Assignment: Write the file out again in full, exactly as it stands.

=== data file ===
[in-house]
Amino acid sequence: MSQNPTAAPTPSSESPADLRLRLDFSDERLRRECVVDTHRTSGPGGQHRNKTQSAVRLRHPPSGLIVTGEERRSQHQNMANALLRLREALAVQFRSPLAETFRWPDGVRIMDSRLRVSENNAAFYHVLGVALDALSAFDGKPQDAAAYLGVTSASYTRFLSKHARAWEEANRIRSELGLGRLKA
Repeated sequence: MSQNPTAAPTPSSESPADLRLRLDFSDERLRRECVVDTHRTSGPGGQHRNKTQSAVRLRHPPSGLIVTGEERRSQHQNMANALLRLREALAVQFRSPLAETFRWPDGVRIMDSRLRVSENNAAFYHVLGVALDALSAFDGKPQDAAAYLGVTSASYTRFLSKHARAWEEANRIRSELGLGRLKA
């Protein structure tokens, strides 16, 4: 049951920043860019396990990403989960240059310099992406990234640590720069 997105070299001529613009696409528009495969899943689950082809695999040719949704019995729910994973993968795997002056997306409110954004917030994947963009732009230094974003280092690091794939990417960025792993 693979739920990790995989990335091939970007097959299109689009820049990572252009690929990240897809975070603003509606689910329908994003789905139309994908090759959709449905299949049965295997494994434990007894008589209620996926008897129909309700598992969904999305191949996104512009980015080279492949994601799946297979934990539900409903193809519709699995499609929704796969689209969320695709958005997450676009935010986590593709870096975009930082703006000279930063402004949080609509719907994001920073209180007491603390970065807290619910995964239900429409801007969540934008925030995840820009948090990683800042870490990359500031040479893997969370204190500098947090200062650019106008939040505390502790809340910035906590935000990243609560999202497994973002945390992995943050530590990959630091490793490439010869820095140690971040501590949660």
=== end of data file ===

[in-house]
Amino acid sequence: MSQNPTAAPTPSSESPADLRLRLDFSDERLRRECVVDTHRTSGPGGQHRNKTQSAVRLRHPPSGLIVTGEERRSQHQNMANALLRLREALAVQFRSPLAETFRWPDGVRIMDSRLRVSENNAAFYHVLGVALDALSAFDGKPQDAAAYLGVTSASYTRFLSKHARAWEEANRIRSELGLGRLKA
Repeated sequence: MSQNPTAAPTPSSESPADLRLRLDFSDERLRRECVVDTHRTSGPGGQHRNKTQSAVRLRHPPSGLIVTGEERRSQHQNMANALLRLREALAVQFRSPLAETFRWPDGVRIMDSRLRVSENNAAFYHVLGVALDALSAFDGKPQDAAAYLGVTSASYTRFLSKHARAWEEANRIRSELGLGRLKA
């Protein structure tokens, strides 16, 4: 049951920043860019396990990403989960240059310099992406990234640590720069 997105070299001529613009696409528009495969899943689950082809695999040719949704019995729910994973993968795997002056997306409110954004917030994947963009732009230094974003280092690091794939990417960025792993 693979739920990790995989990335091939970007097959299109689009820049990572252009690929990240897809975070603003509606689910329908994003789905139309994908090759959709449905299949049965295997494994434990007894008589209620996926008897129909309700598992969904999305191949996104512009980015080279492949994601799946297979934990539900409903193809519709699995499609929704796969689209969320695709958005997450676009935010986590593709870096975009930082703006000279930063402004949080609509719907994001920073209180007491603390970065807290619910995964239900429409801007969540934008925030995840820009948090990683800042870490990359500031040479893997969370204190500098947090200062650019106008939040505390502790809340910035906590935000990243609560999202497994973002945390992995943050530590990959630091490793490439010869820095140690971040501590949660």